British tennis chiefs said Wednesday they will vote against the controversial reforms planned for the Davis Cup, claiming the radical changes could see fewer players taking part and a waning of fan interest.
The Lawn Tennis Association (LTA) said that even though it remains fully supportive of the International Tennis Federation (ITF) and its leadership, “regrettably, it is unable to support their proposed Davis Cup reforms at this time, and will oppose the resolution at the ITF AGM tomorrow”.
Around 120 delegates at the ITF's annual meeting in Orlando will decide Thursday whether proposals by federation chief David Haggerty are to be given the go-ahead.
Haggerty's plan will see the Davis Cup's sprawling existing format, stretched across the calendar year and played in all corners of the globe, condensed into a season-ending 18-nation event played at a single, neutral venue.
The LTA says it has too many reservations to support the Davis Cup plan.
“Concerns remain that the proposed format and its impact on the tennis calendar, extending the season for players, risks player participation and therefore fan appeal,” the LTA said in a statement.
“Despite some real progress in developing the format, there remain a number of outstanding queries, particularly on the clarity of how the business case will work in practice, which has led the LTA to conclude that it is too early to seek approval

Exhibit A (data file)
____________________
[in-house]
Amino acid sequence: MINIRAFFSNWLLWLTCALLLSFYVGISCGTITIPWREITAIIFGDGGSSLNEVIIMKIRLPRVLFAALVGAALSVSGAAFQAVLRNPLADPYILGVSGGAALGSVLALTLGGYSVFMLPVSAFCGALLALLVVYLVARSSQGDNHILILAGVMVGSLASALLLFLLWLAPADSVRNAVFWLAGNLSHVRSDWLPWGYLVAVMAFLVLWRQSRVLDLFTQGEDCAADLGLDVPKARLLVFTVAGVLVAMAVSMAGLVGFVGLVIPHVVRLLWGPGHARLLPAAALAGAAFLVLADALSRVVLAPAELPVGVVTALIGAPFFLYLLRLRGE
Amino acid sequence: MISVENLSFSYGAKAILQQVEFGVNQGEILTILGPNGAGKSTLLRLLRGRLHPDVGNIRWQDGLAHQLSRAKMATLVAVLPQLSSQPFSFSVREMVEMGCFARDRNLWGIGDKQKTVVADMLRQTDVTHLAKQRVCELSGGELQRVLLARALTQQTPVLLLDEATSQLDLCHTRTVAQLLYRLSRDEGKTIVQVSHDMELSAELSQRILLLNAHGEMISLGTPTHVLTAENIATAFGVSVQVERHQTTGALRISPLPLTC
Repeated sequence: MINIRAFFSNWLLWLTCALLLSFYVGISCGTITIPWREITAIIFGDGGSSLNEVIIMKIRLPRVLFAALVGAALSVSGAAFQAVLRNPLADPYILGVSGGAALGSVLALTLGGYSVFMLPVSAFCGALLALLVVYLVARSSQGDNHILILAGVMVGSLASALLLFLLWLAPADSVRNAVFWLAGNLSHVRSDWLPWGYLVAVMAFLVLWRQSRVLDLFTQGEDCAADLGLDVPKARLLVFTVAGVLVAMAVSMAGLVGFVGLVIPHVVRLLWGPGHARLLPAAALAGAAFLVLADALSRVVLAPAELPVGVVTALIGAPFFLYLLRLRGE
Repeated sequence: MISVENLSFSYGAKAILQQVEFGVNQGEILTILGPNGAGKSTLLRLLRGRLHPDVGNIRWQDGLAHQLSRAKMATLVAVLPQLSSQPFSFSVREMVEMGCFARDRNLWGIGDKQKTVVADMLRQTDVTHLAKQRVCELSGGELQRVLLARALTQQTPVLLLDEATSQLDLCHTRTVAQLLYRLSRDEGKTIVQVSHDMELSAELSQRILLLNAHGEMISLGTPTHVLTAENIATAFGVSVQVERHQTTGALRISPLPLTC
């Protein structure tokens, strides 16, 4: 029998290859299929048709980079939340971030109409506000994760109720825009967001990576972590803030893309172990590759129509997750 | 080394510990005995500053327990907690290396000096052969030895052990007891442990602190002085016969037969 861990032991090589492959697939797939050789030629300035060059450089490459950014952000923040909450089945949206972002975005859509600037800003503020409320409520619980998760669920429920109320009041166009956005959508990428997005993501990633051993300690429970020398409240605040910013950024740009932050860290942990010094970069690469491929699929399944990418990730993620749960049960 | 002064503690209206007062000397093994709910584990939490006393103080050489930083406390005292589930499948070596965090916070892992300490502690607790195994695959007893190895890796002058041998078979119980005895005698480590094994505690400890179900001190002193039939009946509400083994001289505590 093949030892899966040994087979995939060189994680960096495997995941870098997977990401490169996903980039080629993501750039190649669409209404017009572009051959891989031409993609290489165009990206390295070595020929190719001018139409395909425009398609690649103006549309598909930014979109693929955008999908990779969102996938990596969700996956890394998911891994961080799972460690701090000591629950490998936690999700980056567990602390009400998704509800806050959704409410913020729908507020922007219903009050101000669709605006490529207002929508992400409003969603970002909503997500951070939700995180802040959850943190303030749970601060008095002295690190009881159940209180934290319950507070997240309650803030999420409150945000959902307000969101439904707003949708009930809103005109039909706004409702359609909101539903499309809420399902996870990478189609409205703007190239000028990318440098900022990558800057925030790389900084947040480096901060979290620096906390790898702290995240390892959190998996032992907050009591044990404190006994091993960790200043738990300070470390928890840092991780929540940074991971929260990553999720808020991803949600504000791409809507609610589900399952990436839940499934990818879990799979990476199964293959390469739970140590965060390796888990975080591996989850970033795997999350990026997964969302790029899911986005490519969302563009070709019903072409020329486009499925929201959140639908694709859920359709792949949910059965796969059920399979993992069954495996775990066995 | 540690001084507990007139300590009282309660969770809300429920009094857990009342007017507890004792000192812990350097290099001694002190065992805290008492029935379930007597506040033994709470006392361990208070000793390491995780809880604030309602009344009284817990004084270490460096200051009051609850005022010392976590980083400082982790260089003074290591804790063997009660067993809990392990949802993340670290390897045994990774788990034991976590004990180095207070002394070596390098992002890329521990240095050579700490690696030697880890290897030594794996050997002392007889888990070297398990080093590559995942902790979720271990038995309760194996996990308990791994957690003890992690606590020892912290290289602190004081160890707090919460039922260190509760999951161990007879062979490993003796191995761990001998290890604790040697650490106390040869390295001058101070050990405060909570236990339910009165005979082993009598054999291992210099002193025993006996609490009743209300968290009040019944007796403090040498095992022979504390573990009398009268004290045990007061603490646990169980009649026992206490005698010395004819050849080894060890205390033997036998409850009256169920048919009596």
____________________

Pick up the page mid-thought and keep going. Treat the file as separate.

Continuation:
“The proposal has created division amongst the member nations. The strength of the ITF in governing and developing tennis across the world will be reinforced by bringing tennis together behind a unified proposal and the LTA feels we have not yet reached that point.”
Great Britain won the Davis Cup for a 10th time in 2015 when former world number one Andy Murray led it to victory over Belgium.
Australia, the 28-time champion, has also seen some of its Davis Cup winners such as Rod Laver, John Newcombe and Lleyton Hewitt condemn the proposed overhaul which would see 18 teams play in the finale, split into six groups of three teams.
Six group winners and two runners-up would then advance to knockout rounds.
Unlike current Davis Cup ties, which comprise four singles and one doubles, ties would feature only two singles and a doubles clash.
However, not all federations share the British view. Spain, who have won the Davis Cup five times, will support the reform.
“We believe, like many other federations of global weight, that the current format of this historic competition needs a change and we understand that it is the right time to carry it out,” officials said recently, adding that they were keen to host the new-look finale.
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